Image above belongs to the awesome dudes at Penny-Arcade: Link
DM Fatigue AKA DM Burnout, is a common condition experienced by many a runner of games. We the Dungeon Masters of the world are the bearers of multiple tiny universes that exist in our heads. It is our job to paint the picture for you and tell you exactly how things go. We set the stage and create the characters. We are the directors, actors, grips, and the administrative assistants of our worlds. We have no help, we need no help (usually). There are a lot of cogs, springs and fly wheels that go with running kingdoms in your head. Every action the players take have ripple effects. Don’t believe me?
Slaying a marauding dragon and taking its hoard is a good example. You seize a fortune in gems, gold, magic items and general paraphernalia. There are so many things that can happen here but let’s explore a potential scenario.
Example: You build a base of operations with the funds.
In this example the party buys (or is granted) land and builds a keep or some sort of permanent structure used as a primary base of operations. A place you can relax between adventures. You hire servants and you oversee the surrounding land. Your monetary means are going back in to the kingdom you invested in. Your lands are worked by farmers and craftsmen that all grant you an amount of taxes used to recycle in to the surrounding area and keep things up to date. Depending on the way you go you could either be benevolent rulers or complete dicks. Either way has consequences for the lands, the kingdoms, the surrounding area.
Your dungeon master has to take in to account the monster population in the area, raids, rival kingdoms, or even the dragon’s rivals that may want to claim the horde for themselves. What if this new found fortune makes the players a target for ye olde ponzi schemes? What kind of followers will the players attract? What will the gaining kingdom get in return for this investment? What are the reactions to the player’s attitudes? There are so many questions and answers we must balance and manipulate to keep things rolling.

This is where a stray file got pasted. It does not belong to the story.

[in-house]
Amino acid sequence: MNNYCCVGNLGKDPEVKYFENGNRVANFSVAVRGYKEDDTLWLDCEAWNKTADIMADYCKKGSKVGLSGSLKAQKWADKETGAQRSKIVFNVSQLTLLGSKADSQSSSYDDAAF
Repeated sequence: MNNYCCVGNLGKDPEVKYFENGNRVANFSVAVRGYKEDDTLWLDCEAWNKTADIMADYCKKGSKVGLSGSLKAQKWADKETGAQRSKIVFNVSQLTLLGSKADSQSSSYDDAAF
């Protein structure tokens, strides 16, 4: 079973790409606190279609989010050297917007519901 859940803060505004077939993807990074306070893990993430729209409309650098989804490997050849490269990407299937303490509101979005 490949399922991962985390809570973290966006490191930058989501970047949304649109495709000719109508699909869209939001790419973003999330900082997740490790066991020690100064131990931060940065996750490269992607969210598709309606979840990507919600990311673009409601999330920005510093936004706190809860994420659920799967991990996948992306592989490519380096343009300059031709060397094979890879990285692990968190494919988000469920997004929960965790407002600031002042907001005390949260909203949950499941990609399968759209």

Bottom line is that for all of your planning your players can destroy hours or even days of hard work in one minute. A good DM is ready but even the best of us are susceptible to the dreaded burn out.
Signs of Burnout
1. Planning is no longer fun, it is a chore.
2. Irritability with your players.
3. Questioning every decision your players make.
4. Railroading (to a degree).
5. Unexplained party wipes.
6. Lying to players about their success or failure.
7. Making it a point to try and kill the Player Characters.
8. Lack of enthusiasm.
The best thing to do when faced with DM Burnout is to step back or even step down. Take a break and let someone else DM. Play a different game or even pull out some board games. Start a side game that is different from the main campaign. Run a pre-built module. There are so many things you can do as DM. As a player make sure to give your DM some slack. They’re the Dungeon Master, they create worlds.